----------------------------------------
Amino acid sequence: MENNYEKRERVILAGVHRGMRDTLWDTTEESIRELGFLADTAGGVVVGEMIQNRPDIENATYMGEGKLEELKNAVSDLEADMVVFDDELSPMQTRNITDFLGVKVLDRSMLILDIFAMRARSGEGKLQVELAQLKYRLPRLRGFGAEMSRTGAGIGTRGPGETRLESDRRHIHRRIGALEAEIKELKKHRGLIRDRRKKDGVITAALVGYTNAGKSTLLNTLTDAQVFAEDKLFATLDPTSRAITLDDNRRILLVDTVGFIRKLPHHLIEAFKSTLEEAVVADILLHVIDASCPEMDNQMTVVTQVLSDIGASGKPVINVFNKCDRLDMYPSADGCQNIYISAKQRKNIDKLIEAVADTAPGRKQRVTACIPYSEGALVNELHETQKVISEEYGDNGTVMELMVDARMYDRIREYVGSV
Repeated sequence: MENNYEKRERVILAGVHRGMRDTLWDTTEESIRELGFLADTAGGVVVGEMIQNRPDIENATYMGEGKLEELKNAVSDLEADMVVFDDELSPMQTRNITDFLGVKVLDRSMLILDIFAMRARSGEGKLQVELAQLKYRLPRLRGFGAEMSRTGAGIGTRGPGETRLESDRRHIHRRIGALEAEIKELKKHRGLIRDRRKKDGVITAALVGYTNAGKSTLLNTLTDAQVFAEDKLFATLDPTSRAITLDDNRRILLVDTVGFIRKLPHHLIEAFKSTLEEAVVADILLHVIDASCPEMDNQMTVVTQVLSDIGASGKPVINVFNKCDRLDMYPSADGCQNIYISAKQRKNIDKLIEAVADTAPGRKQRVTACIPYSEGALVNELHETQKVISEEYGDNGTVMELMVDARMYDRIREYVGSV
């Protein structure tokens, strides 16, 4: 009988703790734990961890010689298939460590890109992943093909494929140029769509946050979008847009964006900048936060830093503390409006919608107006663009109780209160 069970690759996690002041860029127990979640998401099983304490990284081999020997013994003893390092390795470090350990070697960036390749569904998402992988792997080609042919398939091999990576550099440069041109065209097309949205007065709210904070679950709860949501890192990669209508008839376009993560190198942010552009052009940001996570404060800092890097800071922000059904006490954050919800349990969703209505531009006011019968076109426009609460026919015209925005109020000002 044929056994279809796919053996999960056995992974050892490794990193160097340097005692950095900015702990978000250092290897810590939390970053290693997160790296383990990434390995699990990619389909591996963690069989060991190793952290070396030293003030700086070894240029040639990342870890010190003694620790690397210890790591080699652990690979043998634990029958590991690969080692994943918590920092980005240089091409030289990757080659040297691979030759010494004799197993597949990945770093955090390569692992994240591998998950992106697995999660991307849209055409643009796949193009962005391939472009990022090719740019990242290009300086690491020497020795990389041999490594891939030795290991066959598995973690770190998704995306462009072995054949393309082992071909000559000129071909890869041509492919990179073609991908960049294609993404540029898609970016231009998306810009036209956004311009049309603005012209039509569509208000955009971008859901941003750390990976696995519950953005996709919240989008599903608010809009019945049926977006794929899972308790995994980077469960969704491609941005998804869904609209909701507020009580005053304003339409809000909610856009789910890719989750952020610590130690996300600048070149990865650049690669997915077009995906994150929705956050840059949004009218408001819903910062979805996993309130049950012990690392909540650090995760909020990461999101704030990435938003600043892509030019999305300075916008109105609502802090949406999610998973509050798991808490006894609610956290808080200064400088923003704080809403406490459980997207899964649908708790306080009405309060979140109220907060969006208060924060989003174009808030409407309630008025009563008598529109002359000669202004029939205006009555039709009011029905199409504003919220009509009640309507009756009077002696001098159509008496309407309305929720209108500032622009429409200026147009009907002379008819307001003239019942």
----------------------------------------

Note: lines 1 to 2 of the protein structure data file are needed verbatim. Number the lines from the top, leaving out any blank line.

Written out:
Amino acid sequence: MENNYEKRERVILAGVHRGMRDTLWDTTEESIRELGFLADTAGGVVVGEMIQNRPDIENATYMGEGKLEELKNAVSDLEADMVVFDDELSPMQTRNITDFLGVKVLDRSMLILDIFAMRARSGEGKLQVELAQLKYRLPRLRGFGAEMSRTGAGIGTRGPGETRLESDRRHIHRRIGALEAEIKELKKHRGLIRDRRKKDGVITAALVGYTNAGKSTLLNTLTDAQVFAEDKLFATLDPTSRAITLDDNRRILLVDTVGFIRKLPHHLIEAFKSTLEEAVVADILLHVIDASCPEMDNQMTVVTQVLSDIGASGKPVINVFNKCDRLDMYPSADGCQNIYISAKQRKNIDKLIEAVADTAPGRKQRVTACIPYSEGALVNELHETQKVISEEYGDNGTVMELMVDARMYDRIREYVGSV
Repeated sequence: MENNYEKRERVILAGVHRGMRDTLWDTTEESIRELGFLADTAGGVVVGEMIQNRPDIENATYMGEGKLEELKNAVSDLEADMVVFDDELSPMQTRNITDFLGVKVLDRSMLILDIFAMRARSGEGKLQVELAQLKYRLPRLRGFGAEMSRTGAGIGTRGPGETRLESDRRHIHRRIGALEAEIKELKKHRGLIRDRRKKDGVITAALVGYTNAGKSTLLNTLTDAQVFAEDKLFATLDPTSRAITLDDNRRILLVDTVGFIRKLPHHLIEAFKSTLEEAVVADILLHVIDASCPEMDNQMTVVTQVLSDIGASGKPVINVFNKCDRLDMYPSADGCQNIYISAKQRKNIDKLIEAVADTAPGRKQRVTACIPYSEGALVNELHETQKVISEEYGDNGTVMELMVDARMYDRIREYVGSV